This the beginning of my third week here and I think I have adjusted quite well. Most of my friends and family have asked questions about how I like Richmond and what it has been like getting used to the rhythm of intentional community. The short answer is I really like Richmond and the same goes for living at Richmond Hill. Maybe it is being in a new place, but something in me feels lighter and freer than I have in a very long time. Space has opened up in my heart and mind for something new and that fullness/emptiness feels exuberant. With everything being so new, I have been able to recover my exploratory spirit, to wander with wonder. hat is priceless. Lastly, there is some level of uncertainly about my life and experience here that feel exciting while the structure and rhythm of community is comforting. Structure, Freedom and Wonder… a great recipe for a type A, free spirit.
What I like best? Well that is what this blog post is about.
Richmond or RVA as it is affectionately called, I think I might be falling for pretty hard and fast. I has a lot of history, nature and culture. Right down the block from me is the liberty trail, the slave trail, around the corner from me is where the lines “give me liberty or give me death” were spoken. There are also about 5 parks within walking distance from my house, the river is minutes away along with a bunch of restaurants and coffee shops…a great place for a Buppie (Black Urban Professional). It seems like a city with many issues, but a lot of promise. I want to get to know it’s past and present and I will be working and praying for its future. This fall I am going to a lecture series on the history of Richmond taking place at Richmond Hill, which will focus on its unhealed racial history. I will also get to participate in a training for people who want to lead dialogue around race and difference. I am excited about both. Culturally, I am looking forward to attending the many festivals that are happening this fall, the 2nd street African American Festival, the Indian Festival and the Folk Music Festival. Richmond seems to have good art and architecture, both of which I appreciate and believe enhance a city from a personal and professional perspective.
To get to know the city a bit, I am going to try to visit different coffee shops throughout the neighborhoods. Today, I am at the Globe Hopper, its my 4th. They have a full menu, good day old muffins and my favorite type of iced tea — Hibiscus. So far, I have been to a free concert in the park put on by the Virginia Opera, Maymont Mansion and Park (great Chinese and Japanese gardens), walked/ran Canal Walk along the river, Forest Hill Farmer’s Market, free walking tour of downtown, a 80’s/90’s dance party and got a $2 movie at the restored Byrd Theater in Carytown. Fun stuff! Will, who is transitioning out of community here has been my coconspirator in some of these ventures, which has also been fun.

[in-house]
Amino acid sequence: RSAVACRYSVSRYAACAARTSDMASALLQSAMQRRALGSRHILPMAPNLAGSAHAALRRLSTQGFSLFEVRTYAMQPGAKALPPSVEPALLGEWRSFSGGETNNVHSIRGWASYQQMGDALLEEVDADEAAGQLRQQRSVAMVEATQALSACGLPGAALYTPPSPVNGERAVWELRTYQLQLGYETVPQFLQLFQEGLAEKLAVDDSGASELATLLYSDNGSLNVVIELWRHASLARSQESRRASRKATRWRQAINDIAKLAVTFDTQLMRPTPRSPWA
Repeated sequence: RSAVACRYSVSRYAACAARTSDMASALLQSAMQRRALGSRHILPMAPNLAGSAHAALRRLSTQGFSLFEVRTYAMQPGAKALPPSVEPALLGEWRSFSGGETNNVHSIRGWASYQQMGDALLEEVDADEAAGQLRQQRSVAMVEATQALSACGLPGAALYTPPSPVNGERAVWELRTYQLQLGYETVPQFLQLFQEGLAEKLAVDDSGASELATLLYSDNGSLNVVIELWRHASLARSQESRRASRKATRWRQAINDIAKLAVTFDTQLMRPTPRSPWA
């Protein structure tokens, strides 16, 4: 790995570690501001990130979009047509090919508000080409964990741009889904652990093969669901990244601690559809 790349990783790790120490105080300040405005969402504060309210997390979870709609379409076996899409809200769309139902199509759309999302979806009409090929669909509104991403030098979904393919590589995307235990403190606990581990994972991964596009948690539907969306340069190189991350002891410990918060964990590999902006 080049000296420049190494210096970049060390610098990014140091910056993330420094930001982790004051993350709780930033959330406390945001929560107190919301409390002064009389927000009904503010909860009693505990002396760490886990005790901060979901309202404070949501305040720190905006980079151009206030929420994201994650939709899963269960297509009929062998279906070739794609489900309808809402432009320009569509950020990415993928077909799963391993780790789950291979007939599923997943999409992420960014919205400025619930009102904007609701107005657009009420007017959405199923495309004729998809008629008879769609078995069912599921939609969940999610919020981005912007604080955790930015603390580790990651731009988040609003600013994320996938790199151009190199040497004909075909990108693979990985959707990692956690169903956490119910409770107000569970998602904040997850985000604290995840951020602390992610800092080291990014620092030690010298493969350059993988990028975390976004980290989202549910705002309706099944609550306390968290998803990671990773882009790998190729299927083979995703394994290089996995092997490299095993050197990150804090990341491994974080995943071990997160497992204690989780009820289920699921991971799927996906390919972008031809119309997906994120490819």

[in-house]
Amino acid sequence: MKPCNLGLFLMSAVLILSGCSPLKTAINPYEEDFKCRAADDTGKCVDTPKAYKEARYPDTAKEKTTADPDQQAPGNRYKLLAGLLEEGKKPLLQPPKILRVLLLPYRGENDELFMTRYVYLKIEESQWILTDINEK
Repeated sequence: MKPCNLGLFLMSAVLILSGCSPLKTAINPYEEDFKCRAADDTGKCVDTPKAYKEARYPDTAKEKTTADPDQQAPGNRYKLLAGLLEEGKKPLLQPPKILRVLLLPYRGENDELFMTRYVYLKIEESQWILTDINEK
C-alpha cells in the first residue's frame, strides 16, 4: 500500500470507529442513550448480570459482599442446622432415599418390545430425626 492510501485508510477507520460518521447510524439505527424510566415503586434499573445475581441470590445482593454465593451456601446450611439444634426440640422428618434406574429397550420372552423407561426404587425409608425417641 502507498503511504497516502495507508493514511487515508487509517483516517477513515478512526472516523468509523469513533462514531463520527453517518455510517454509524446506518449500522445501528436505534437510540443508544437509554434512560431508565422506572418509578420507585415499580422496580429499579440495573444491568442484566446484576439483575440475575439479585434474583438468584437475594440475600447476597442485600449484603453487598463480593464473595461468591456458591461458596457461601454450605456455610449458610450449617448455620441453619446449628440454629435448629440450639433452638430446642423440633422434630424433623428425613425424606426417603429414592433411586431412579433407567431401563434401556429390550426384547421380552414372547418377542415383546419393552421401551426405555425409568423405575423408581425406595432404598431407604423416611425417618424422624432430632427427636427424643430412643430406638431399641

Community Life runs like a well oiled ship here, so all I had to really do is just on deck. I guess I am a quick study and/or was just ready to live in community, because it seems rather simple although it has a lot of moving parts. I like the sense of being a part of something that I believe in and the level of accountability and responsibility that entails. Much of our lives revolve around prayer and hospitality. I will lead prayer every Tuesday morning (again very simple, but a good amount happens in those 15 minutes), help with cleaning up after dinner twice a week, co- host a retreat two weekends a month and have cleaning assignments. Will loves to wash dishes and calls it “getting his Brother Lawrence on”, he is a red headed future pastor that loves puns. Linda hates making beds but uses it as a time of prayer and communion with God, she is always smiling and grateful. I made beds on the 2nd floor last week and I think I agree with Linda on that one. I’ll be taking out trash and dusting from now on. My other assignment is keeping the Chapel clean…vacuuming, dusting, cleaning glass. It’s not glamorous, but necessary. All 10 of us, from Director to Service Corps Members (that is what I am) do it. There is a sense of humility that comes with hospitality. I appreciate that, it all seems meaningful and collective. Aside from all of this, we all have other jobs within the organization. Rapid Transit is what I will be working on. Richmond is 92 out of 100 of the nation’s top cities as it relates to public transportation, so I am happy to be a part of a visionary movement to increase access and connection in a racially and economically divided region.
Relationally, I really like everyone. We range from 28 to 73 years old think, black and white and a range of denominations. I like the ecumenism, as I have gone to a few different churches and don’t know exactly where I fit. It doesn’t seem to matter so much here for those who live here or those who visit us. A woman that I had lunch with this weekend was overjoyed by her first experience of a black woman serving communion, that was beautiful to hear her reflect on. Our Monday worship service is diverse, denominationally and about 50/50 black white. It’s a unique space within the community and I am delighted to take it all in and have some small part in the mechanics.
Generally, it I feels like we all have our own personal space and we come together to invite people into our larger communal space. They pray and eat with us, have meetings, walk the gardens, chat with us, retreat, receive and go home. We keep our home clean for them and our hearts open to them. Simple, although ALOT of things have to happen to make that a reality. I appreciate the focus and the freedom, the rhythm and the spontaneity, the vision/purpose but also the spirit of discernment that pervades this place. It has provoked both a light heartedness and a sense of solidity in me.